Japanese private sector gains ground in Africa but caution still reigns

The Japanese government has tried to capitalise on the power of the private sector to advance its foreign policy in Africa, but investors remain notoriously risk-averse.



With Africa now the venue of increasingly high levels of geopolitical competition, “Africa-Plus-One” summits between a nation state and representatives of the continent have become commonplace.

The Forum on China-Africa Cooperation, for example, last took place in 2021. In December 2022 Washington played host to the US-Africa Leaders Summit. Last year saw both the Russia-Africa Summit in St Petersburg and the Saudi-Arab-African Economic Conference in Riyadh. Middle-ranking powers, such as South Korea and Turkey, have also sought to establish such dialogues with the African continent.

Practically every global “great power” is looking to host such summits – as are countries that aspire to that status, as they recognise that Africa is home to some of the world’s fastest-growing markets and to natural resources that are critical to the world’s attempts to transition to a greener economy.

These summits are, however, all based on the style of diplomacy that was first established by a country that recognised Africa’s geopolitical potential over thirty years ago – Japan.

The Tokyo International Conference on African Development (TICAD) was first held in 1993. At the time, the international community was beginning to dedicate less time and fewer resources to Africa. However, Japan set up the TICAD summit with the aim of establishing new relationships in a volatile post-Cold War world.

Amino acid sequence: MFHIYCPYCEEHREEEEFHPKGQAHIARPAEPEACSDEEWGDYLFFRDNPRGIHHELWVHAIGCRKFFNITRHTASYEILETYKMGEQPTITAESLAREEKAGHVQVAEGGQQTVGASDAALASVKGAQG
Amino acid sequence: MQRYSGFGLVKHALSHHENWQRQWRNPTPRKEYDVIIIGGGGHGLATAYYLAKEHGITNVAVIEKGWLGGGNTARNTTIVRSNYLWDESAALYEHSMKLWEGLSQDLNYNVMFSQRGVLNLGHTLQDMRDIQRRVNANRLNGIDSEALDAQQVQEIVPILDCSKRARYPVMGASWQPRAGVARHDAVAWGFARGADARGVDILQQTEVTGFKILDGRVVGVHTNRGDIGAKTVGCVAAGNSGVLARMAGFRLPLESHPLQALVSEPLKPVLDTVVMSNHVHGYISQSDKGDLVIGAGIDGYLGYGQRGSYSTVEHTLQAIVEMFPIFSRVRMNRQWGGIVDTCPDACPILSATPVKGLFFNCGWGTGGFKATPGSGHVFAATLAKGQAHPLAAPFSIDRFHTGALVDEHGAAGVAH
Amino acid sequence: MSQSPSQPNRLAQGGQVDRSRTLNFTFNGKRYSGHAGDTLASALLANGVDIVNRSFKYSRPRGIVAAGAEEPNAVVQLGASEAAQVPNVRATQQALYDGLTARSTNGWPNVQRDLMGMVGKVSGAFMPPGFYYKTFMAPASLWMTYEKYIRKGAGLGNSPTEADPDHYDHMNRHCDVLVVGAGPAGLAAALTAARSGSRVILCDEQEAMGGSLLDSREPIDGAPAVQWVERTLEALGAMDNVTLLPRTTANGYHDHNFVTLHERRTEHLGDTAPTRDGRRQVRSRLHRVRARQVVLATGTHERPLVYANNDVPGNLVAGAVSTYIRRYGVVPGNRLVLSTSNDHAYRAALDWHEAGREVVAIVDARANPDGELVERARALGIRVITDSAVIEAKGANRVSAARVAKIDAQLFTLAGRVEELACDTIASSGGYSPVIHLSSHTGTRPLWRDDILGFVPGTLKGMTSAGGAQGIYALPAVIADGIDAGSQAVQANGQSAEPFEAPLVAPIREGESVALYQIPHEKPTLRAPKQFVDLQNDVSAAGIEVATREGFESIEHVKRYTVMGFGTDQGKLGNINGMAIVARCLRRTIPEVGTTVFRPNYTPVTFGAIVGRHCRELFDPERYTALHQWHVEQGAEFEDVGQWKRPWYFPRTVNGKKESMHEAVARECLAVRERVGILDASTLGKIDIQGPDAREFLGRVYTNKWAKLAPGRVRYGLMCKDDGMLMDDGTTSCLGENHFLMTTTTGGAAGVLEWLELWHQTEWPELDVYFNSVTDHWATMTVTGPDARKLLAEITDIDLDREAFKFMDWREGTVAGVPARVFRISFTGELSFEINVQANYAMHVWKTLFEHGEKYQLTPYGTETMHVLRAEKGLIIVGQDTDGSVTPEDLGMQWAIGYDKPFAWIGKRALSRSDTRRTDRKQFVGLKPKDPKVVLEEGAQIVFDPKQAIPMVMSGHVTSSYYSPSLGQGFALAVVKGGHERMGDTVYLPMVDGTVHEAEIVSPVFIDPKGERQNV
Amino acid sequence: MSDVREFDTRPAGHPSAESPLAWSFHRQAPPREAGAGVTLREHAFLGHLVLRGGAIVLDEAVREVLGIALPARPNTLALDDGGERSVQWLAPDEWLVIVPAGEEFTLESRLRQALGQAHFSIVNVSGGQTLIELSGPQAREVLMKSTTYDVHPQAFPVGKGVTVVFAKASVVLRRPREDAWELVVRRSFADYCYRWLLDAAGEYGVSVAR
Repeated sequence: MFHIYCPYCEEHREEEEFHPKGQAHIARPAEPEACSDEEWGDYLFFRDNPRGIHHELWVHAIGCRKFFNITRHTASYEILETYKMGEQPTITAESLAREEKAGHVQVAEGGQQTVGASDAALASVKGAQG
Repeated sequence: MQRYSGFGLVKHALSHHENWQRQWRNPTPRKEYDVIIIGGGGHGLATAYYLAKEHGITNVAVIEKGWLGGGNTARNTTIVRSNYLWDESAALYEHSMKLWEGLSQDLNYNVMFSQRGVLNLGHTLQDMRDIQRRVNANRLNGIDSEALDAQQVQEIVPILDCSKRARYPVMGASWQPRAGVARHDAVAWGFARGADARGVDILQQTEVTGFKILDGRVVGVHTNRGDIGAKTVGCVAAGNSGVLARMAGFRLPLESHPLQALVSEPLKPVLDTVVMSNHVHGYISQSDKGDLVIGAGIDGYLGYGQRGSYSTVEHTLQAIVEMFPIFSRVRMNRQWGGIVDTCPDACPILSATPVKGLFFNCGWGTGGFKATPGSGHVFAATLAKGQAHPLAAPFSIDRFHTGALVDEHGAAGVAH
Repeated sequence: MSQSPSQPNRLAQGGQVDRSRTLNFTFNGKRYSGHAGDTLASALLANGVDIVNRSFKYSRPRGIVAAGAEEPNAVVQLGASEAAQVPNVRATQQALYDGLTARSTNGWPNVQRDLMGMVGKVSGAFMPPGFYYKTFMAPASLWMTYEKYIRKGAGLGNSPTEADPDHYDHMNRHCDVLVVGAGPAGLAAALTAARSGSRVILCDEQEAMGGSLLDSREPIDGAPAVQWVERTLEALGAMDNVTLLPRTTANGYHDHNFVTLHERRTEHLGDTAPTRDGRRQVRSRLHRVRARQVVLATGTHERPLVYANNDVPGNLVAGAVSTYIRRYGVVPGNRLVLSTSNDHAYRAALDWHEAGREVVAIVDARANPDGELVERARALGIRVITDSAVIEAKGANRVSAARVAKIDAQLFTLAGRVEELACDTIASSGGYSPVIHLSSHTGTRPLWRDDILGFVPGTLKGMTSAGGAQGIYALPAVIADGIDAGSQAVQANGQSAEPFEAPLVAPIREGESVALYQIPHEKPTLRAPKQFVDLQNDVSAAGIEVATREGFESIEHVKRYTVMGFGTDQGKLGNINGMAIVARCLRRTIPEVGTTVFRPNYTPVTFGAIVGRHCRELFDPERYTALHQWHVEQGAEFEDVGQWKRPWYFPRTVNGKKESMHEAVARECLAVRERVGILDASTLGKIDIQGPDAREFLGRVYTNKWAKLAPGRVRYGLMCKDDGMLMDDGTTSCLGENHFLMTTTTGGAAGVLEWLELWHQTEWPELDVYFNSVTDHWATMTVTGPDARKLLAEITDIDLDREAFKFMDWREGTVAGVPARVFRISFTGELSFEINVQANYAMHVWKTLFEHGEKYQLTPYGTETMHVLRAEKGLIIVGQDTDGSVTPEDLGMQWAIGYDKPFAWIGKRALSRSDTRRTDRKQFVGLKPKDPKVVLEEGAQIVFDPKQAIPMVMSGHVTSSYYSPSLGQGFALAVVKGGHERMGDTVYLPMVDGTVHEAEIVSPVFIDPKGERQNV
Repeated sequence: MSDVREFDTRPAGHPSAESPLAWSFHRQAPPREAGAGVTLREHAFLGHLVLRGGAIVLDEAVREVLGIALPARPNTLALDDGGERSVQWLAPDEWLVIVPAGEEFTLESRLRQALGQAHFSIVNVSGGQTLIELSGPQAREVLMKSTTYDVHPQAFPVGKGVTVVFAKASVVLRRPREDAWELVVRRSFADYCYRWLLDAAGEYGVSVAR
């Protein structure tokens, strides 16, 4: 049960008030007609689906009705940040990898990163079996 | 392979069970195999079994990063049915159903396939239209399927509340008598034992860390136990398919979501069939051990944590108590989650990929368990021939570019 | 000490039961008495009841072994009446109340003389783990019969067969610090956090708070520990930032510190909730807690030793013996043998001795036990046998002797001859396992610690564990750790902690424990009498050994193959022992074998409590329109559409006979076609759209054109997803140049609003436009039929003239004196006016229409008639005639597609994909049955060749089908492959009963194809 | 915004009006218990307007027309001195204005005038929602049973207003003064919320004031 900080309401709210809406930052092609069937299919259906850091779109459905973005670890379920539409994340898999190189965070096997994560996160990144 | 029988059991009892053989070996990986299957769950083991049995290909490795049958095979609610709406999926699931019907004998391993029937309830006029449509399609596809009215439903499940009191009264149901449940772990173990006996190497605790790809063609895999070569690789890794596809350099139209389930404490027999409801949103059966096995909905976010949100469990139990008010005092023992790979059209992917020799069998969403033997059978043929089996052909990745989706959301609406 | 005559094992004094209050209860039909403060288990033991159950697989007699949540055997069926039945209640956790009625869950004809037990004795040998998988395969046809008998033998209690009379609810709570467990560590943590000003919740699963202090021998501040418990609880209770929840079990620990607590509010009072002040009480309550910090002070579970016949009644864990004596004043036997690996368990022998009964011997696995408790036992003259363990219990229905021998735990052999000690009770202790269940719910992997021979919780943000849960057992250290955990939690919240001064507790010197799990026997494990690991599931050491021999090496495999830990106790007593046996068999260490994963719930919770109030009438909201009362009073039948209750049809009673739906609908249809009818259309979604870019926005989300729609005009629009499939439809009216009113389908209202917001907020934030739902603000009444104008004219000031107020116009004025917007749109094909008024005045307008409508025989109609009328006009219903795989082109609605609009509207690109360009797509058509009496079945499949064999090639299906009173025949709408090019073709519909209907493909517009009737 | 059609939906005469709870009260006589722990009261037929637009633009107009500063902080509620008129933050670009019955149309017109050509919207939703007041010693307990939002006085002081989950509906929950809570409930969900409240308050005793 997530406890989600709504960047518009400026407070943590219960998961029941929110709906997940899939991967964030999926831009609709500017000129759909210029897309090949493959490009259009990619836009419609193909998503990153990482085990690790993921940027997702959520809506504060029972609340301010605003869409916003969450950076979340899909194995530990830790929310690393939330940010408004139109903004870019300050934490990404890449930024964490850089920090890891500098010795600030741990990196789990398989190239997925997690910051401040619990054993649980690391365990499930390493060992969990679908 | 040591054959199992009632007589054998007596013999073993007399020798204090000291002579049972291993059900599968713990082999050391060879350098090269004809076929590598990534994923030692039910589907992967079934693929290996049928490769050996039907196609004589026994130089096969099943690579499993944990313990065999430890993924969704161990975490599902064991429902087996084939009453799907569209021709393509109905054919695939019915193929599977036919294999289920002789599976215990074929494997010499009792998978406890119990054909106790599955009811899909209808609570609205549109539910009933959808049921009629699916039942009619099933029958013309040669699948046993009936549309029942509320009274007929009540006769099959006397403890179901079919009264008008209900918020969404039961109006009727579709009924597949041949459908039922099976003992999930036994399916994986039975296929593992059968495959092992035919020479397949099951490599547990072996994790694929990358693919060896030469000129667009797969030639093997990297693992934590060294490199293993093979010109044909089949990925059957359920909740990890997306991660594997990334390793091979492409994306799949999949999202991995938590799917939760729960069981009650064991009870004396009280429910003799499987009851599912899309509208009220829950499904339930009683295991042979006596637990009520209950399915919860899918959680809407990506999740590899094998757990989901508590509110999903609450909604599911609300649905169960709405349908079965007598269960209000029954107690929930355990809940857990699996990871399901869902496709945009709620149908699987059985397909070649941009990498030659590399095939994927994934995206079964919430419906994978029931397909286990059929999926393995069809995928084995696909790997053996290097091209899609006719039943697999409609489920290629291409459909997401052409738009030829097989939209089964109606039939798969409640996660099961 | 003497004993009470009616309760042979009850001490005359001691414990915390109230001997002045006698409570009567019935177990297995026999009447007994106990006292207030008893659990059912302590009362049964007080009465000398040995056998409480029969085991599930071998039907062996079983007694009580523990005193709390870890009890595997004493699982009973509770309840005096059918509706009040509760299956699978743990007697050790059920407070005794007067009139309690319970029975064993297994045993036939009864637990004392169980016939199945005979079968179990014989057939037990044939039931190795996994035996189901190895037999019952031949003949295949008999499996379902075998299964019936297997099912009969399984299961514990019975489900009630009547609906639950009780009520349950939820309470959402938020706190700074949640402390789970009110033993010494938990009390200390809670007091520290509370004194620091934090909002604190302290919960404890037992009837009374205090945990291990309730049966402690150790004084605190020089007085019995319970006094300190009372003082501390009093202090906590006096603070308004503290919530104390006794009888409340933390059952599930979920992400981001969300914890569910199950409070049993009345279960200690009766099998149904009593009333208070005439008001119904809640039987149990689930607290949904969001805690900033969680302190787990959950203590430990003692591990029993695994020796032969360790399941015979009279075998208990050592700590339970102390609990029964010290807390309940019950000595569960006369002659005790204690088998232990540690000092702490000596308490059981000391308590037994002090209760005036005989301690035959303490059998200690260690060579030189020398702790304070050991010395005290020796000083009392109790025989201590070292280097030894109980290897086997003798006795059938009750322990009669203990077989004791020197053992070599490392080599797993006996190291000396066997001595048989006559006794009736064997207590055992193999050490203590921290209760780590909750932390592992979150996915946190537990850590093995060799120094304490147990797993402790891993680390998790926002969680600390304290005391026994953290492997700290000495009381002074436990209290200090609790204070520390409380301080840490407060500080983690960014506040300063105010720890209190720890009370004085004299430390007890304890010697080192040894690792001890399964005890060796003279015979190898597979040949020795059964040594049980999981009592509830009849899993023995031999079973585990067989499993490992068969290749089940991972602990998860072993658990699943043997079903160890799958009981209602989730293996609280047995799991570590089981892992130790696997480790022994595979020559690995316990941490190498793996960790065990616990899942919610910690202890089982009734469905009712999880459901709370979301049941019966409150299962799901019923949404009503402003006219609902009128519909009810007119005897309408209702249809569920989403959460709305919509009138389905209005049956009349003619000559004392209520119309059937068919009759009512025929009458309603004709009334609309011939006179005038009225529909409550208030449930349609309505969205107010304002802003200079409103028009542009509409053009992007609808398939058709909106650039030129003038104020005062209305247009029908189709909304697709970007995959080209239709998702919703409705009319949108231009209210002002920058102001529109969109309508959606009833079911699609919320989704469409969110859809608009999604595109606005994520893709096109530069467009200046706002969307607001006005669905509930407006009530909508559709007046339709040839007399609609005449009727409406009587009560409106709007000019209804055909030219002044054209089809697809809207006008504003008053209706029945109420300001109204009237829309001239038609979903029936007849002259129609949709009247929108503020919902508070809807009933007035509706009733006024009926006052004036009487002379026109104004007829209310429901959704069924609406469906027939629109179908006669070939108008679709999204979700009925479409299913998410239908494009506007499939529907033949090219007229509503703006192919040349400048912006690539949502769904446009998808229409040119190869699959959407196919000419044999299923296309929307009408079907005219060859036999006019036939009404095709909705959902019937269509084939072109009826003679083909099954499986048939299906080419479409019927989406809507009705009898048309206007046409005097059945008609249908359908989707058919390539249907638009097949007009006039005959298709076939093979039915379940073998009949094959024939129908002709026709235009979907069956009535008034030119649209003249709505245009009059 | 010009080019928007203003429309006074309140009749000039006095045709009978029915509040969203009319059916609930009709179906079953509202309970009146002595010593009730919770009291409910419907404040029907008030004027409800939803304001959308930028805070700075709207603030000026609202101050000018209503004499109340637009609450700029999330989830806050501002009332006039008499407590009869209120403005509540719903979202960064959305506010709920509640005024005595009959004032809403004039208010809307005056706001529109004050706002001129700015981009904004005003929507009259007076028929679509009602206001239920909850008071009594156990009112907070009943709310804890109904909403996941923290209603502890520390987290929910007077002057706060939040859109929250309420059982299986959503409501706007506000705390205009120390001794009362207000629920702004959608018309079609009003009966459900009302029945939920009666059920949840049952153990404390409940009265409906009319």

Seifudein Adem, professor of global studies at Doshisha University in Kyoto, explains that “the Tokyo International Conference on African Development has been extremely successful in one respect – inspiring summit diplomacy.”

“TICAD deserves credit for, apart from other things, reviving international interest in Africa’s development, which was declining in the 1990s,” he adds.

Japan’s economic experience

Since the establishment of TICAD, Japan’s foreign policy in Africa has sought to leverage Tokyo’s own experience of rapid economic growth. After the Second World War, in which Japan was both defeated and economically devastated, the East Asian country managed to expand its industrial production massively, making cheap goods for both export and consumption in its huge domestic market.

South Korea’s similar economic experience following the Korean War is something that Seoul has also sought to emphasise during its recent attempts to form stronger relationships in Africa.

Adem suggests that, through meetings such as TICAD, Japan’s journey could be used to inspire Africa’s own attempts to achieve higher rates of economic development and growth.

“The experience of Japan in economic modernisation reveals that it successfully pursued three strategies,” Adem tells African Business. “The first was the strategy of diversification. The Japanese absorbed Western skills and adopted Western institutions from as many diverse sources as possible. The second was domestication – making foreign products, institutions, and ideas more relevant or useful to local needs. Thirdly, Japan pursued indigenisation – the fuller use of domestically available cultural, human, and material resources.